September 2021 Guest Speaker

The chapter’s guest speaker for the September member’s meeting was Chris Lowie. Chris (pictured at left) is the refuge manager of the Great Dismal Swamp National Wildlife Refuge (GDSNWR).Chris began his presentation by explaining some of the recent hunting rules and regulations being implemented at the refuge. He then presented members with an overview of a five year program that was established to create a “Sister Protected Lands Partnership” between the GDSNWR and a park in Indonesia.

In 2013 the United States Agency for International Development (USAID) was contacted by the Indonesian government to obtain assistance with strengthening their country’s ability to develop and manage their parks. Working through the US Department of the interior and the International Technical Assistance Program, the GDSNWR was chosen for the project. The choice was based on the project’s purpose, challenges and the fact that the park had similar landscape as the designated Indonesian park. The park in Indonesia was established in 2004 as the Sebangua National Park. The park covers over 1 million acres and is home to the largest population of orangutans in the world. Like the GDSNWR the park is a peat swamp forest.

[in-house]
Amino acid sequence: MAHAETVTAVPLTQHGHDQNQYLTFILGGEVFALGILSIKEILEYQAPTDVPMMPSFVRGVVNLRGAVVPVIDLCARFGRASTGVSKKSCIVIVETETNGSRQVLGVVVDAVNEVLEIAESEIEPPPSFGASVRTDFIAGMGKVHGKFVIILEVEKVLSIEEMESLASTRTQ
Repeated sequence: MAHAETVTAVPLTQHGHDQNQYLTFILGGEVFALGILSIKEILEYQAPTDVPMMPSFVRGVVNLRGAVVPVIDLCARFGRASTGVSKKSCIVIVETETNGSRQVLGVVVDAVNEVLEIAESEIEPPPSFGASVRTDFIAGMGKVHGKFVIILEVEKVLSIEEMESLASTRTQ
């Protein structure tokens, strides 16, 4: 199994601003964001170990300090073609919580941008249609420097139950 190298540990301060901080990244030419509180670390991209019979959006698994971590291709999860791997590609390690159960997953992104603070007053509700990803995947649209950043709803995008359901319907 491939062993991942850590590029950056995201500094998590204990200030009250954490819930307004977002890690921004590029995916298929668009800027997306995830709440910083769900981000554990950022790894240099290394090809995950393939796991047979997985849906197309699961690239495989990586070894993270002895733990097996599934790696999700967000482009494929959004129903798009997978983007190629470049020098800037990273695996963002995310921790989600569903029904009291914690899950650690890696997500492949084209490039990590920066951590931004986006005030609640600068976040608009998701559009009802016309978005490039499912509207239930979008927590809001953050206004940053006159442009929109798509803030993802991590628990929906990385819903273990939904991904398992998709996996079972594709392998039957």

Several scientific exchanges were made between 2015 and 2020. In 2015 Hydrology Assessment training sessions and workshops were conducted by GDSNWR staff on the island of Borneo where the park is located. Later that year some of their staff members came here to tour and observe activities at the GDSNWR. Staff exchanges continued from time to time in order to observe various areas of park management until 2020. Areas of exchange and training included advanced hydrology, hydrology data analysis, ecotourism planning, park interpretation and environmental education.

This exchange program aided the staff of the GDSNWR to validate that what is being done at the refuge is on the right track and can be used in other countries around the world to develop and manage protected lands. The staff of the Sebangua National Park have now begun sharing what they have learned by training staff from other Indonesian parks.

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